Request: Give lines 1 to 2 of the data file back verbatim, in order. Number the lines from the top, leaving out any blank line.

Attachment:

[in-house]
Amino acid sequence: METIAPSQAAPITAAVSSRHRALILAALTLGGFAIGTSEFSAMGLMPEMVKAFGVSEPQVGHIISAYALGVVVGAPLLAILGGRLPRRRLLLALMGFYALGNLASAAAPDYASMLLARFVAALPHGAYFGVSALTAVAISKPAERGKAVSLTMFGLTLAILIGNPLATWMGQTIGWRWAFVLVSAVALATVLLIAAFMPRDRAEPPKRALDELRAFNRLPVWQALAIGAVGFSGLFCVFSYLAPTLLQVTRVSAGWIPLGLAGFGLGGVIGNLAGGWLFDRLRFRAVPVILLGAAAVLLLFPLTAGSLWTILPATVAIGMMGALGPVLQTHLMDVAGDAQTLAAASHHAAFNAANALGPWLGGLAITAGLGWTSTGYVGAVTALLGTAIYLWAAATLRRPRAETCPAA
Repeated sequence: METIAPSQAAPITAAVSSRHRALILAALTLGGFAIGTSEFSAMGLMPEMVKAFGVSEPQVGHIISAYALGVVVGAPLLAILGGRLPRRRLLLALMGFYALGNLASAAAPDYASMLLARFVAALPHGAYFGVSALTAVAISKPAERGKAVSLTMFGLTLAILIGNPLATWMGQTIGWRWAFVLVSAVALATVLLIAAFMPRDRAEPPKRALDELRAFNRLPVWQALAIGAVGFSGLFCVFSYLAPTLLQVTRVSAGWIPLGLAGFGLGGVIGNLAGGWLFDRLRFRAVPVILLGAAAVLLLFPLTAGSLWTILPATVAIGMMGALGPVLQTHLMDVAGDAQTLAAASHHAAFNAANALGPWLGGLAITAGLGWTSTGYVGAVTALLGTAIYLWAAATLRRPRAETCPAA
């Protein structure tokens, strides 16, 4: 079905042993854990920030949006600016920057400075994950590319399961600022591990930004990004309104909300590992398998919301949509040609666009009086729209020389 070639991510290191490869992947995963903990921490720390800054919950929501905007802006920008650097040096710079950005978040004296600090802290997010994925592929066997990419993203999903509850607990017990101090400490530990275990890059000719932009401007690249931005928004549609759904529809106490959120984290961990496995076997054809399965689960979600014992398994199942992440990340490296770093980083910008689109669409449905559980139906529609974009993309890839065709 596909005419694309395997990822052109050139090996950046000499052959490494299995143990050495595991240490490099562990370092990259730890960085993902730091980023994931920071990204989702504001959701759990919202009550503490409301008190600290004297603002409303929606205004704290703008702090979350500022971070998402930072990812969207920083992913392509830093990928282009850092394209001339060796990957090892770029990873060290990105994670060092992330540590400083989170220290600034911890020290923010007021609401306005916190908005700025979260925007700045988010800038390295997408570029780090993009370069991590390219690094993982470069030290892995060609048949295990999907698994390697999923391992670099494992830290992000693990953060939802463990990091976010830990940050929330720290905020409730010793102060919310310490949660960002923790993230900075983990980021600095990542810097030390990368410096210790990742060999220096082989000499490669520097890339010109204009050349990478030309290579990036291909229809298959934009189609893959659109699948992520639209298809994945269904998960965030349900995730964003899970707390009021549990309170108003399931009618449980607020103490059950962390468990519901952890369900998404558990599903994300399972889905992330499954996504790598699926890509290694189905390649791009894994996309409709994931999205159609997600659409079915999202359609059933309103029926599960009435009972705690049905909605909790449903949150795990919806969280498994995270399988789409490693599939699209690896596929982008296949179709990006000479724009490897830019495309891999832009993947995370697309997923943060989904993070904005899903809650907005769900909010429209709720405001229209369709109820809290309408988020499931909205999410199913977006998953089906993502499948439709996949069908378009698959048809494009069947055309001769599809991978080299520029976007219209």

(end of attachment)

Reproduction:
[in-house]
Amino acid sequence: METIAPSQAAPITAAVSSRHRALILAALTLGGFAIGTSEFSAMGLMPEMVKAFGVSEPQVGHIISAYALGVVVGAPLLAILGGRLPRRRLLLALMGFYALGNLASAAAPDYASMLLARFVAALPHGAYFGVSALTAVAISKPAERGKAVSLTMFGLTLAILIGNPLATWMGQTIGWRWAFVLVSAVALATVLLIAAFMPRDRAEPPKRALDELRAFNRLPVWQALAIGAVGFSGLFCVFSYLAPTLLQVTRVSAGWIPLGLAGFGLGGVIGNLAGGWLFDRLRFRAVPVILLGAAAVLLLFPLTAGSLWTILPATVAIGMMGALGPVLQTHLMDVAGDAQTLAAASHHAAFNAANALGPWLGGLAITAGLGWTSTGYVGAVTALLGTAIYLWAAATLRRPRAETCPAA